the Bible explained

The Great Salvation: Salvation

An SOS is recognised all over the world as a distress signal. It stands for SAVE OUR SOULS. It is only used when there is the danger of people perishing, for example, when a ship is about to sink. Being saved or salvation is also one of the great themes of the Bible. In the Old Testament God often saved His people from great danger. He saved Joseph from prison. When Joseph, as Pharaoh's prime minister, confronts his brothers who sold him into slavery, he says "God did send me before you to preserve life … and to save your lives by a great deliverance" (Genesis 45:5 and 7). Later when He called Moses to lead the children of Israel out of Egypt, God said, "I have surely seen the affliction of my people which are in Egypt, and have heard their cry by reason of their taskmasters, for I know their sorrows. And I am come down to deliver them…" (Exodus 3:7-8) So, He saved the children of Israel from the land Egypt.

However, salvation means more than rescuing people from physical dangers. It also includes saving people from spiritual and moral dangers. It is this kind of salvation which the Bible teaches us most about. It is described in Hebrews 2:3 as a "great salvation". It is great for many reasons. Great because of what it cost: God's only Son. Great because of what it reveals: the love and grace of God. Great because of who it reaches: everyone. Great because of what it does: saves, keeps and takes us to heaven. This morning I want look at this salvation in relation to the past, the present and the future:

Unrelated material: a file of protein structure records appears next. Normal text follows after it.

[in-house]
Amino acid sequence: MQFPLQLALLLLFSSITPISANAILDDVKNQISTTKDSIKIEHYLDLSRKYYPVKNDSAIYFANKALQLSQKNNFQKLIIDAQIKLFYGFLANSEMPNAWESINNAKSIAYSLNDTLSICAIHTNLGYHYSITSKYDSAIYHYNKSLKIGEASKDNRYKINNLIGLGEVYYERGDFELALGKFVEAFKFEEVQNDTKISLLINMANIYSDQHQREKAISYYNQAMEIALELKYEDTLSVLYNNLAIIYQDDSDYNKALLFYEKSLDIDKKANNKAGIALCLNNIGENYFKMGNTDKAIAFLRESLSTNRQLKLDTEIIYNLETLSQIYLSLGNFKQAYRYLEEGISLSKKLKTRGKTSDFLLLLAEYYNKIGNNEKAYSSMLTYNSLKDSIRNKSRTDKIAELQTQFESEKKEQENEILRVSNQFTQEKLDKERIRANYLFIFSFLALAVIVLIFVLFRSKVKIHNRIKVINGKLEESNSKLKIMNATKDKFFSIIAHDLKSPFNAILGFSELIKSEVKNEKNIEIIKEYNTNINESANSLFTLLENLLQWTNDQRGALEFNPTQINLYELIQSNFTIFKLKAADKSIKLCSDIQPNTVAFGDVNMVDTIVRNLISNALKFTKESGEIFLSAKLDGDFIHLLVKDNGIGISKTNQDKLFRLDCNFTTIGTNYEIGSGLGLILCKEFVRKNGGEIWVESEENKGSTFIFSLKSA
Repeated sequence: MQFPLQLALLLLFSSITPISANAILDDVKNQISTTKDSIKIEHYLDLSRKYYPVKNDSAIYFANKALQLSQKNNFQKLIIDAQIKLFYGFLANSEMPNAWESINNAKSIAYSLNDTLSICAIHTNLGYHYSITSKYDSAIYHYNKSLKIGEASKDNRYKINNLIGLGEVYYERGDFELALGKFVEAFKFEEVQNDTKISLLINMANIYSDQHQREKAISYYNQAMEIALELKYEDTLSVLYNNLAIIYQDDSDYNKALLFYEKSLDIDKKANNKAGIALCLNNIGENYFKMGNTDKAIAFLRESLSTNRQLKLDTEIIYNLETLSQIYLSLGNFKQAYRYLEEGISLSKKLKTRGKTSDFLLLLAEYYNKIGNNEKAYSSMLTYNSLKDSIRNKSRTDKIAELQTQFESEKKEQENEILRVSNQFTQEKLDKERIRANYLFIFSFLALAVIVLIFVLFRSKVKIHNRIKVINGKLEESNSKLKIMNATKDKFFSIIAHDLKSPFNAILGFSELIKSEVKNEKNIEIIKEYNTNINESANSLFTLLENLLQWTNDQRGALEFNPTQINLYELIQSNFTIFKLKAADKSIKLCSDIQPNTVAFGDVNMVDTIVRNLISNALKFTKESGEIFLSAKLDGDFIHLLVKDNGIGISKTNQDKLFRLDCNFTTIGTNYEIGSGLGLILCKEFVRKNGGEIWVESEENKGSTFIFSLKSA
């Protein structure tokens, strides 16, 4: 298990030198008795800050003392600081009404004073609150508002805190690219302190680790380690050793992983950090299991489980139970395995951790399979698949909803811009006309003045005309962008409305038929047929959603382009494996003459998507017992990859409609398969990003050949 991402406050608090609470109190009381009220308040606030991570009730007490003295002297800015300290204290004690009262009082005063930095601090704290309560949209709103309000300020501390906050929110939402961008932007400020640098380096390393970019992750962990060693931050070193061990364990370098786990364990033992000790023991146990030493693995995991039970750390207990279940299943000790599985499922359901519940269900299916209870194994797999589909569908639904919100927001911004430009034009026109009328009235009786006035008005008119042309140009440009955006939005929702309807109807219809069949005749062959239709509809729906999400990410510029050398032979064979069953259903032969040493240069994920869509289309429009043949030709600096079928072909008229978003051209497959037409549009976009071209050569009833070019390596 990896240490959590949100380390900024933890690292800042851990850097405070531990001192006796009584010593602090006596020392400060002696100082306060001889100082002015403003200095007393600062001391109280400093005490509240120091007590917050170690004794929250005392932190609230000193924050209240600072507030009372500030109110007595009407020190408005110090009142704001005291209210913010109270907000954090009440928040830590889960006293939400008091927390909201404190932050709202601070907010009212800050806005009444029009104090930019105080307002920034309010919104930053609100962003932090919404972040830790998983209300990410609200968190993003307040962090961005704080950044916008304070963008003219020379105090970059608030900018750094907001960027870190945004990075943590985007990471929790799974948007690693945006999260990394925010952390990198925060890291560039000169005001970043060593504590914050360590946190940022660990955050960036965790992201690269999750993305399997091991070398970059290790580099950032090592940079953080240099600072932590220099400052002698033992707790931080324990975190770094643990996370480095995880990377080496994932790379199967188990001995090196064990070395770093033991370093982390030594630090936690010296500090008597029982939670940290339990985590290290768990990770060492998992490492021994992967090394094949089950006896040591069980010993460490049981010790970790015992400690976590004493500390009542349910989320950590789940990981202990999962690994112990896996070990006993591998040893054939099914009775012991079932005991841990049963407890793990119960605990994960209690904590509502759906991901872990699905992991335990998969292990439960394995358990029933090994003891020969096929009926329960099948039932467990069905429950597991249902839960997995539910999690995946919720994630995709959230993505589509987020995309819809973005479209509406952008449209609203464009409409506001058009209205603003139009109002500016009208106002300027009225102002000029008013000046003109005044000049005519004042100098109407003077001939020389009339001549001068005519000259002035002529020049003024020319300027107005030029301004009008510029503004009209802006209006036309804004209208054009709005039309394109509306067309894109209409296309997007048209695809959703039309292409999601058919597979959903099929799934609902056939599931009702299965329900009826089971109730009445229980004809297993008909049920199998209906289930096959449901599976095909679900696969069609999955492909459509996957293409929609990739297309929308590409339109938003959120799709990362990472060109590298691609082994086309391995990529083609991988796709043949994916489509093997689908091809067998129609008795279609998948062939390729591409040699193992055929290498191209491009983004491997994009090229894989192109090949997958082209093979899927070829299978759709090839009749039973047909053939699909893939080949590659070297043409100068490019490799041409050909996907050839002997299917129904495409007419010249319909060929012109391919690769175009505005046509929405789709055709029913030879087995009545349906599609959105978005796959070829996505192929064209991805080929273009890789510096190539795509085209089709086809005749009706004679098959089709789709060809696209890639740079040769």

WHAT GOD HAS DONE

As well as the recording the events in which God saved His people, the Old Testament also promised a coming Saviour. This Saviour would not just be a great prophet like Moses or a great King like David. This Saviour was the to be the Saviour of the whole of mankind. Passages like Isaiah 53 describe a Saviour who would come to die to deliver people from sin and its consequences.

It is in the New Testament that this Saviour of the world is introduced. He was, of course, the Lord Jesus Christ. In the very first chapter of the New Testament, in the Gospel of Matthew, the name of Jesus is immediately linked with salvation. "Thou shalt call his name Jesus, for he shall save his people from their sins" (Matthew 1:21). In Luke 19:10 the Lord Jesus described Himself as the One who came to seek and to save that which was lost.

We can understand someone being saved from a sinking boat or a fire. But what does the Bible mean by being lost in a spiritual sense? It uses the term to describe our relationship with God. We are separated from Him by disobedience and sin. The story of Adam and Eve, in the book of Genesis, helps us to understand this. After they had disobeyed God, they hid themselves among the trees of the Garden of Eden. Their sin had broken their relationship with God. Effectively they were lost. When this happened God called to Adam, "Where are you?" God wanted to find them.